Between the cottage becoming available earlier this year and Robbie and Sophie deciding to take it on as their new venue, they had just four weeks to get it up-and-running before opening in June. This would be a difficult task under normal circumstances, but to add to the urgency, Sophie was expecting baby Iris at this time.

After she was born, it became a common sight to see Sophie working front of house with Iris attached to her in a sling. This upscale but family-focused approach to service tied into the overall ambiance of the restaurant. Robbie says their more relaxed approach to fine dining has been well received, especially among Irish diners.

“With this restaurant, we have had no [financial] backers, this was all us, and we had to move quickly to get this place open,” Robbie says. “Our families aren’t close by, so trying to get childcare will always be an issue [in such a remote location while working restaurant hours].

“I always said I wanted to open a place in an old fishing cottage,” he adds, smiling. “And while this isn’t a fishing cottage, it is an old, traditional stone cottage — you won’t find it anywhere else.”

Robbie mainly hunts pheasant, snipe, venison and woodcock.


Robbie has always had an interest in hunting. He mainly hunts pheasant, snipe, venison and woodcock with his dogs, Olive and Jess. He enjoys cooking with wild game, not just for flavour, but because he believes game, alongside farmed ingredients, are important elements in a sustainable food system.

“It’s always something I’ve had an interest in and when I moved here, I got into trap and rough shooting,” he says. “I’ve always loved game. In England, I learned the traditions of trussed and roasted birds served with bread sauce; parfaits on toast — it’s amazing stuff.

“A lot of shooting here is rough shooting which you don’t get a lot of in the UK. You’re always going to have people against [hunting], but I think if people don’t experience it, they don’t always understand it. In the Burren, woodcock numbers are among the highest they’ve ever been and hunters also do a lot of work in habitat maintenance and restoration.”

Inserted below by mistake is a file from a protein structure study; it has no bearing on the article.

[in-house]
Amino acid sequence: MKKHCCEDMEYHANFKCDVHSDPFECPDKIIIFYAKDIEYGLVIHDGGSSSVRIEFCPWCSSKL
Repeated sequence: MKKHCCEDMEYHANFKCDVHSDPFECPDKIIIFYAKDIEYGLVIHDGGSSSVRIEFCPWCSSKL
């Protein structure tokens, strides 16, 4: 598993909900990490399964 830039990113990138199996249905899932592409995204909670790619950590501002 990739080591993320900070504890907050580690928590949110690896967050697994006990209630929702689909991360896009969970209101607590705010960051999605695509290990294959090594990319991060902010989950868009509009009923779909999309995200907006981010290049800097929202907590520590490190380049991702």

In addition to the wild game on Robbie’s menus, he also works with a butcher in Kilrush, who processes all of his locally sourced beef and lamb.

Homestead Cottage’s menu changes constantly depending on what is in season and available. Unsurprisingly, recent weeks have seen plenty of wild game, with dishes like Irish game galantine, partridge, bacon and foie gras pithivier and East Clare Fallow Deer cooked over birch. At other times of year, the menu features fresh, local seafood.

Robbie has always had an interest in hunting. He mainly hunts pheasant, snipe, venison and woodcock with his dogs, Olive and Jess.

“We can literally see where the boat fishes for the crab and lobster we use,” Robbie says as we look out the ocean-facing window in his kitchen. “People have said we must have the nicest kitchen views here; you do catch some beautiful sunsets.”

For dinner service, they offer a seven-course tasting menu for €80 (wine not included). They also offer a lunch menu from Thursday to Saturday, while on Sundays they open for an epic Sunday lunch, which is available from 1-7pm. Booking is essential for dinner, and recommended for lunch. The restaurant is closed from Monday to Wednesday, but will remain in operation right up until Christmas Eve, before the family of four retire for a well-deserved holiday.

“We’ll be going to Scotland for Christmas,” Robbie says, eyes twinkling.